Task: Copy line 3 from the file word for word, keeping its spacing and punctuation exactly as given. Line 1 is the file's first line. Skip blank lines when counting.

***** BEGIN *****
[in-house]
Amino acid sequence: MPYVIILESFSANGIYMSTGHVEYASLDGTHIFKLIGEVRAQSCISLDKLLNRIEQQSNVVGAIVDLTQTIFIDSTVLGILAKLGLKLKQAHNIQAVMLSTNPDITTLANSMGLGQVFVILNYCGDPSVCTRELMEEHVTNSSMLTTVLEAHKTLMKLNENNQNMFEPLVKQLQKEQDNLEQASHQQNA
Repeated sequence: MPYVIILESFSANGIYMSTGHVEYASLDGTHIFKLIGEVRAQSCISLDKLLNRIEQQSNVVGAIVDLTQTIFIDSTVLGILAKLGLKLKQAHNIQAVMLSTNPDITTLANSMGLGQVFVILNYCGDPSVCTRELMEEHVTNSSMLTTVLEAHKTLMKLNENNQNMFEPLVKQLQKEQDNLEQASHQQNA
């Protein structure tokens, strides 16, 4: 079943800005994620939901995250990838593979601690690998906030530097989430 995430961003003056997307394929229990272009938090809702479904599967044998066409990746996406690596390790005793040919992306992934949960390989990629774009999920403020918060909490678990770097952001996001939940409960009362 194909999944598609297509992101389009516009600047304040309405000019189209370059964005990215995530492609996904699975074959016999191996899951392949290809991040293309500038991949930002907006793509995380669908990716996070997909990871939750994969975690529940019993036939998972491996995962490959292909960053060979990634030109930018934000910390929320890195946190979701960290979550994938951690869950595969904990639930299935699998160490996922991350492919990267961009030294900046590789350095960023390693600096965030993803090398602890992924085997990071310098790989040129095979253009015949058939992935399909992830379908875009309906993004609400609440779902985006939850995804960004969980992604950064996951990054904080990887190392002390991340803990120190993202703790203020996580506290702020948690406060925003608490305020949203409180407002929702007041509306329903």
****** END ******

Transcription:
Repeated sequence: MPYVIILESFSANGIYMSTGHVEYASLDGTHIFKLIGEVRAQSCISLDKLLNRIEQQSNVVGAIVDLTQTIFIDSTVLGILAKLGLKLKQAHNIQAVMLSTNPDITTLANSMGLGQVFVILNYCGDPSVCTRELMEEHVTNSSMLTTVLEAHKTLMKLNENNQNMFEPLVKQLQKEQDNLEQASHQQNA